Jackson could fill two needs for Cubs

Edwin Jackson has pitched at least 189 2/3 innings in each of the past five seasons. Brad Mills/US Presswire

The Chicago Cubs veered from their recent conservative path by signing free agent pitcher Edwin Jackson to a four-year, $52 million deal on Thursday, according to sources.

It's the first contract longer than two years they've given out this offseason. Is Jackson the next Cy Young award winner? Probably not. After all this will be his eighth team since 2003. But Jackson has always had decent stuff. Last year he went 10-11 with a 4.03 ERA for the first-place Washington Nationals.

He has been plagued by inconsistency his whole career but he is still better than much of the options for the Cubs, and at least he represents a willingness by management to do something to improve the team now as well as potentially the future. Until now, it was mostly only about the future and that's represented in all the one- and two-year deals they've given out as well as the quantity of prospects they've acquired.

Scott Feldman, Scott Baker, Ian Stewart and Nate Schierholtz, for example, are no guarantees to be with the Cubs after next season -- and that might be a good thing. If they prove themselves they can always get a new deal. If not, they open room for others who come along either through the system or elsewhere.

Jackson will be here, unless of course he's traded for more prospects. But he marks the first signing of a player outside the organization in the Theo Epstein era who has the chance to bridge the gap between the Cubs now and when they turn the corner -- if they turn the corner. It's been well-documented the Cubs were seeking Anibal Sanchez as that guy, but he signed with Detroit for a reported $80 million.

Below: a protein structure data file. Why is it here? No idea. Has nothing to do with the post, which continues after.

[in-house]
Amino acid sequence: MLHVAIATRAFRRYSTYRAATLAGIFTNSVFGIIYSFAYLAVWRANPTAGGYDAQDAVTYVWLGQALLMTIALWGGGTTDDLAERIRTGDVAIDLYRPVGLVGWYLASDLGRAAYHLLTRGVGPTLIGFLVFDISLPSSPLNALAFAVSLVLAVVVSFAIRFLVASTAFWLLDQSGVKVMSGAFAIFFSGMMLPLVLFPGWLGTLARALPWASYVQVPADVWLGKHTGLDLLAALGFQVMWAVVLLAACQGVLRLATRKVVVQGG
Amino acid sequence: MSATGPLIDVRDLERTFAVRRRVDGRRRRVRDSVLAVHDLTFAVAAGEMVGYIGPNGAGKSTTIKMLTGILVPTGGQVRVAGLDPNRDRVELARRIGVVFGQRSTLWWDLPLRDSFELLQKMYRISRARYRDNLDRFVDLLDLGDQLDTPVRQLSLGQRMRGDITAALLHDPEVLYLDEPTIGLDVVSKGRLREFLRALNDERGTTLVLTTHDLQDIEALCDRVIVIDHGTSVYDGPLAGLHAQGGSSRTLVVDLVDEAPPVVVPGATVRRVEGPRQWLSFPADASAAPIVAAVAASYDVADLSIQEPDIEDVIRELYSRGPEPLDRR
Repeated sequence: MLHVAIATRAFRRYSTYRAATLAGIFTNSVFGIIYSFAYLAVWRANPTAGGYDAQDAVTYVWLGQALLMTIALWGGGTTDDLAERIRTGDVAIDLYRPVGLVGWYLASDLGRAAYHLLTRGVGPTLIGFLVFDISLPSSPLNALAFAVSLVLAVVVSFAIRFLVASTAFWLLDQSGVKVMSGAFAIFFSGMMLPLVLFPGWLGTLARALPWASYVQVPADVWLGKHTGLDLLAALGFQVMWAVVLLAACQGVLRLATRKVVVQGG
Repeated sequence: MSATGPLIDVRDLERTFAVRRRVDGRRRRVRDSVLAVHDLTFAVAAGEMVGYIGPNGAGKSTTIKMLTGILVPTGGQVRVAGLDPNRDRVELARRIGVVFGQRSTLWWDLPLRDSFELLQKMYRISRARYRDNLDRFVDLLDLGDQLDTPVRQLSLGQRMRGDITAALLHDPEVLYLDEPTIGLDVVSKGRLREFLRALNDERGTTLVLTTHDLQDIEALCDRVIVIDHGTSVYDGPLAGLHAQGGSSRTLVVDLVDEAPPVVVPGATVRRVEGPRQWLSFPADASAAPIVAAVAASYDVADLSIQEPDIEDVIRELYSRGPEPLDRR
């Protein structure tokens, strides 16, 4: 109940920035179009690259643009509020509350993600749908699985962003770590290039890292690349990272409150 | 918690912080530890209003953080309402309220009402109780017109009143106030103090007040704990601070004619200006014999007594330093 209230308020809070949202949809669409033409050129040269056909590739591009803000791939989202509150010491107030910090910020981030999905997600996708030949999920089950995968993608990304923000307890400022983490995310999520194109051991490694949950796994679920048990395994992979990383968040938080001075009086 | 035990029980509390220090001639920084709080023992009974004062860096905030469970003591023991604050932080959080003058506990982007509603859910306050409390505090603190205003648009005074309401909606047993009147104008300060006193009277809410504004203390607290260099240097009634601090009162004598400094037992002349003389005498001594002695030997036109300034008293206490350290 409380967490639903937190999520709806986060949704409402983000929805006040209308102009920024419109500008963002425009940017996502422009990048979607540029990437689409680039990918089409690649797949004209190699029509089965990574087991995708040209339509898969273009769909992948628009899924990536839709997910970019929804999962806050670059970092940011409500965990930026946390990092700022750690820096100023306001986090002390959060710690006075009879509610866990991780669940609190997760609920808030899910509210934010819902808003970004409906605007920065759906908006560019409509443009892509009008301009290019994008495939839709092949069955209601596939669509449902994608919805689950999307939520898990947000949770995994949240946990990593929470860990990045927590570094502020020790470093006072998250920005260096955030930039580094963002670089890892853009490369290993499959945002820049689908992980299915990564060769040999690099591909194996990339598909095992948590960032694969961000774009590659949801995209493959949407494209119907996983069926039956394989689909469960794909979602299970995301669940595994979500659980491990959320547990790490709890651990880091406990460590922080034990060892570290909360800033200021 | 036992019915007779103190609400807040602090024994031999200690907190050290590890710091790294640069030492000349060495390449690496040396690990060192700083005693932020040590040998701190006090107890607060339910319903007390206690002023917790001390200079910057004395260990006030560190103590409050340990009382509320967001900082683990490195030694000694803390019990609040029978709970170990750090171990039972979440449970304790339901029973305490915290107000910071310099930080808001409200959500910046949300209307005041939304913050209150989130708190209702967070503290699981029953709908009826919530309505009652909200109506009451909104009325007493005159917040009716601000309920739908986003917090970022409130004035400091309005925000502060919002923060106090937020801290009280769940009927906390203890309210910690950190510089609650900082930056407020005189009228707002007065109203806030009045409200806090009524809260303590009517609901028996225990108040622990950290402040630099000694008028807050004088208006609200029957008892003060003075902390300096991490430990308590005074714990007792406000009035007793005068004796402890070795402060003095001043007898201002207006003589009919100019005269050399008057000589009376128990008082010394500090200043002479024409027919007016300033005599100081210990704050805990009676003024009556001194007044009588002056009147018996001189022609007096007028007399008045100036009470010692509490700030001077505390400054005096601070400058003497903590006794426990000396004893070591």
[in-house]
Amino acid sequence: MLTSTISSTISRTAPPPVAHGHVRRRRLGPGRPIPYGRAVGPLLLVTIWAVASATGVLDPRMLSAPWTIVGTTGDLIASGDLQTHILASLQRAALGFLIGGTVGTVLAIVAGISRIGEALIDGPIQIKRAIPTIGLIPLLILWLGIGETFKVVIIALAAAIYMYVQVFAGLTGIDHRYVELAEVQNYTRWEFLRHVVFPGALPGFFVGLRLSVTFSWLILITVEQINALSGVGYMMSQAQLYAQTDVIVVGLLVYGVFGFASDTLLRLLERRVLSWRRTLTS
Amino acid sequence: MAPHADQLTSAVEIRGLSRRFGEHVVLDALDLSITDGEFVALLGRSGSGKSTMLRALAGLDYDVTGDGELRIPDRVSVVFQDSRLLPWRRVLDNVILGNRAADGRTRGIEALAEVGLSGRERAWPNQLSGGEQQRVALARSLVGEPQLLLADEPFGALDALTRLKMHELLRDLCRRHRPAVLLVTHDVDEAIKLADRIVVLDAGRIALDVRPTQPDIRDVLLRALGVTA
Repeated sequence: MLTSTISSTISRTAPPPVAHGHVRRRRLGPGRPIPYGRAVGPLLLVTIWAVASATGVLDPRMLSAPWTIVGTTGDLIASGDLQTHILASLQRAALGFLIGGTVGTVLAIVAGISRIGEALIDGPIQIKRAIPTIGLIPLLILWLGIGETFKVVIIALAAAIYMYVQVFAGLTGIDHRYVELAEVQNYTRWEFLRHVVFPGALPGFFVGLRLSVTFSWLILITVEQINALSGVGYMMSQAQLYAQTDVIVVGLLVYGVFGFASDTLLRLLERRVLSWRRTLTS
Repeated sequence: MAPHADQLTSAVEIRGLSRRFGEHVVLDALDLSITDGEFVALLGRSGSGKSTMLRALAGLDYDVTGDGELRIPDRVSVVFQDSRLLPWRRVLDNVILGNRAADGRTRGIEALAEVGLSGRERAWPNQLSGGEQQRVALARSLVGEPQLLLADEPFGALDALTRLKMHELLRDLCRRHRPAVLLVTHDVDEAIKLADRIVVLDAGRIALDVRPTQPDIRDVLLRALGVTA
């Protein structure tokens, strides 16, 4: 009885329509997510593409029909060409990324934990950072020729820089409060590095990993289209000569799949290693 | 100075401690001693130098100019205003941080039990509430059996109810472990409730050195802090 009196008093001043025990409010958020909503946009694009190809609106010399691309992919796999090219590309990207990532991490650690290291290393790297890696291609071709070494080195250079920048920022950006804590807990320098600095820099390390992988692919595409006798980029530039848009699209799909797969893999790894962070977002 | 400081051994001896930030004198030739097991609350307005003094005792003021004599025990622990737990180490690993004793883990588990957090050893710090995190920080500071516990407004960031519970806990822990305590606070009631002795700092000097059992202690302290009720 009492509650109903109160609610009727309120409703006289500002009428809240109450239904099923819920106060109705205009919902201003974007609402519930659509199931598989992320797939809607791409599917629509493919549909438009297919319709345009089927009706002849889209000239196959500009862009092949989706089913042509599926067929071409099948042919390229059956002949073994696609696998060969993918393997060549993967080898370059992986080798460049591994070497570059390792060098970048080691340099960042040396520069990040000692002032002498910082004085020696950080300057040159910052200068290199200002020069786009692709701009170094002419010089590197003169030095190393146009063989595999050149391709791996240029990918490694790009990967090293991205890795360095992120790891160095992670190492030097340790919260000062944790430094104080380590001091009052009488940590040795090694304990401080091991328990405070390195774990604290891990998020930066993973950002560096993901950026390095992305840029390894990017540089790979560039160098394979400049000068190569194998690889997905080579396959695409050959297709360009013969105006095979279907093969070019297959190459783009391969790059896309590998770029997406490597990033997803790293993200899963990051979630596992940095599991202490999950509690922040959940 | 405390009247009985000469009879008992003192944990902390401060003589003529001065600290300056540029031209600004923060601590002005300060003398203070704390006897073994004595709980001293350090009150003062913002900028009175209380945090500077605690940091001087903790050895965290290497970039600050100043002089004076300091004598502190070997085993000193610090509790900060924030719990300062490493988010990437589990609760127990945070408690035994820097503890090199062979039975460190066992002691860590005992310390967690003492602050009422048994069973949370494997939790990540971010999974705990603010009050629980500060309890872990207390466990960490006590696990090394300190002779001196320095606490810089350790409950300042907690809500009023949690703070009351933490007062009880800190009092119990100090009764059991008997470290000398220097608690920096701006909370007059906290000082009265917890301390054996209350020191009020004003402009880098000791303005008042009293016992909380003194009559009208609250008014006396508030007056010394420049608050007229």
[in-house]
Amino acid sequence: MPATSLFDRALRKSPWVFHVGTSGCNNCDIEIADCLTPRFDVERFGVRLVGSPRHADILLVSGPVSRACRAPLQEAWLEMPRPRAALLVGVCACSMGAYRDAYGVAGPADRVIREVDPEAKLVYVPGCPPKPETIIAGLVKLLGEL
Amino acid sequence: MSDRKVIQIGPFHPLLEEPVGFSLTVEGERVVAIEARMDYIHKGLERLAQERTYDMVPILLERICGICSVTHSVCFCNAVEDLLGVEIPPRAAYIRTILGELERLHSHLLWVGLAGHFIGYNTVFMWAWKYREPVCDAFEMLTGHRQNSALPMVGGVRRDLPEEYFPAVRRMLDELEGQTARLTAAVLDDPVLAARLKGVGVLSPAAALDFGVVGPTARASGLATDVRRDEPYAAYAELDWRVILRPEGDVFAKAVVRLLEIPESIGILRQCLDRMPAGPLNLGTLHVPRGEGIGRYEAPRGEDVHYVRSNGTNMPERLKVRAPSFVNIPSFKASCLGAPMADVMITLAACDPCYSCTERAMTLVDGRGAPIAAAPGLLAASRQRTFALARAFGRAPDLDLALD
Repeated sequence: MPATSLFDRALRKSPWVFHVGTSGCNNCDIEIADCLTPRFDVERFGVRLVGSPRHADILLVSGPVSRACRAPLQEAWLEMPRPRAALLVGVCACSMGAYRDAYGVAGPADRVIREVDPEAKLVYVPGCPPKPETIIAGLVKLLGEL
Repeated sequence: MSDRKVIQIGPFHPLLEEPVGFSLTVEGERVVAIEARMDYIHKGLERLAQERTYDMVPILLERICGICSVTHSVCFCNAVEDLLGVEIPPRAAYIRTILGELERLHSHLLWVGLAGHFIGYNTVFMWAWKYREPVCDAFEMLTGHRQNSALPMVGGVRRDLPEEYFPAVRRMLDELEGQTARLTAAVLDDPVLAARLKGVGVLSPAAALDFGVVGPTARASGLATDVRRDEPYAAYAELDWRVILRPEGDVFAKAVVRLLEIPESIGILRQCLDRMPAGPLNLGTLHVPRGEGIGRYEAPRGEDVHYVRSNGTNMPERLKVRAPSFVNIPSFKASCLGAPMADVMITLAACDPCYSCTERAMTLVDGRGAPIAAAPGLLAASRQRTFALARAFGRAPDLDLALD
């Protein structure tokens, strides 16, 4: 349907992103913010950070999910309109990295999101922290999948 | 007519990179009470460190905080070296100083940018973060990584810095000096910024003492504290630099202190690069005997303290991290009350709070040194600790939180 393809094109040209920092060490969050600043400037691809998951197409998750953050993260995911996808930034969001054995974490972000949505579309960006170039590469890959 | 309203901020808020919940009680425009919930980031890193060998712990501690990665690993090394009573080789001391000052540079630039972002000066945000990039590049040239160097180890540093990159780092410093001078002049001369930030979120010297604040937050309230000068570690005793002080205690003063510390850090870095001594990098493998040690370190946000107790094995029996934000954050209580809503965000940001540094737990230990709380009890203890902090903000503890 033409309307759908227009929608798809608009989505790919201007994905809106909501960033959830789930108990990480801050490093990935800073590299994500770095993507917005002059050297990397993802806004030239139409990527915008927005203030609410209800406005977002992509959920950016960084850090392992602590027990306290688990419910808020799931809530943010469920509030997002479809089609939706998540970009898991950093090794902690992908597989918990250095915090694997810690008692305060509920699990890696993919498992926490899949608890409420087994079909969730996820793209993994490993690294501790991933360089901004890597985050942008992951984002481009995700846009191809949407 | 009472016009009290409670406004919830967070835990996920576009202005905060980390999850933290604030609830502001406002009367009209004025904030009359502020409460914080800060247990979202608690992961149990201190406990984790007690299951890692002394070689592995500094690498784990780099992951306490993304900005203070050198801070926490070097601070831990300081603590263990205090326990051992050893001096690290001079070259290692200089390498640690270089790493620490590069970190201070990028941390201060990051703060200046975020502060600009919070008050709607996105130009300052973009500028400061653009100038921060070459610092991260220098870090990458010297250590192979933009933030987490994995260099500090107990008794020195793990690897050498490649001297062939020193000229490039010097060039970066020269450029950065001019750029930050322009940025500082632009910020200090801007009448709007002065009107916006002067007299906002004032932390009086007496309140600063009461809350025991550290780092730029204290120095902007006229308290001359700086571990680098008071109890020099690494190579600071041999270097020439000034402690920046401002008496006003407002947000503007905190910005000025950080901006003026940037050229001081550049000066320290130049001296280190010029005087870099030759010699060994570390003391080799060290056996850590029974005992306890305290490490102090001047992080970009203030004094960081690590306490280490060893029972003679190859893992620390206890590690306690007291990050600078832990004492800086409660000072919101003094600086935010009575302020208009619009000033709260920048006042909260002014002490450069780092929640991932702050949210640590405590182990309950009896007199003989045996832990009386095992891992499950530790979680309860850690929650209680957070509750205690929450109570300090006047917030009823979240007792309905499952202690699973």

Jackson is decent enough. He's not a No.1 starter, but certainly a guy that makes the Cubs better. And while Cubs management hasn't spoken about the deal yet (or the pursuit of Sanchez) their strategy became apparent: take care of a huge need even if they're not ready to win now.

And that's the rub about the Cubs' offseason: After 101 losses it's not hard to improve. Instead of a starting staff that was top-heavy last season with Ryan Dempster and Matt Garza, next year's group will have more depth. With Garza and recent addition Scott Baker starting the year coming off injuries, the Cubs will need it.

The competition after Garza, Jackson and holdover Jeff Samardzija could be decent. Baker and newcomers Scott Feldman and Carlos Villanueva will battle with Travis Wood for those final spots. And that's without any spring training surprises. Health might determine the starting five on Opening Day, but either way, at least the Cubs have more major league bodies than last season. That's a start.

And remember Garza is more likely to be traded next season so extra arms will help. The Cubs got caught short last season after trades and injuries which turned the second half into a death march. If the Cubs want to be somewhat respectable they've made some decent moves. If they want to be a contender, they have a long way to go. But we knew that already.

Heading into and out of the winter meetings earlier this month the Cubs seemed destined for baby steps, but general manager Jed Hoyer cautioned the meetings were only the beginning of the offseason, not the end.

On Thursday, he backed up those words with two more signings -- and one of them actually has a chance to have some meaning for the Cubs when they're good.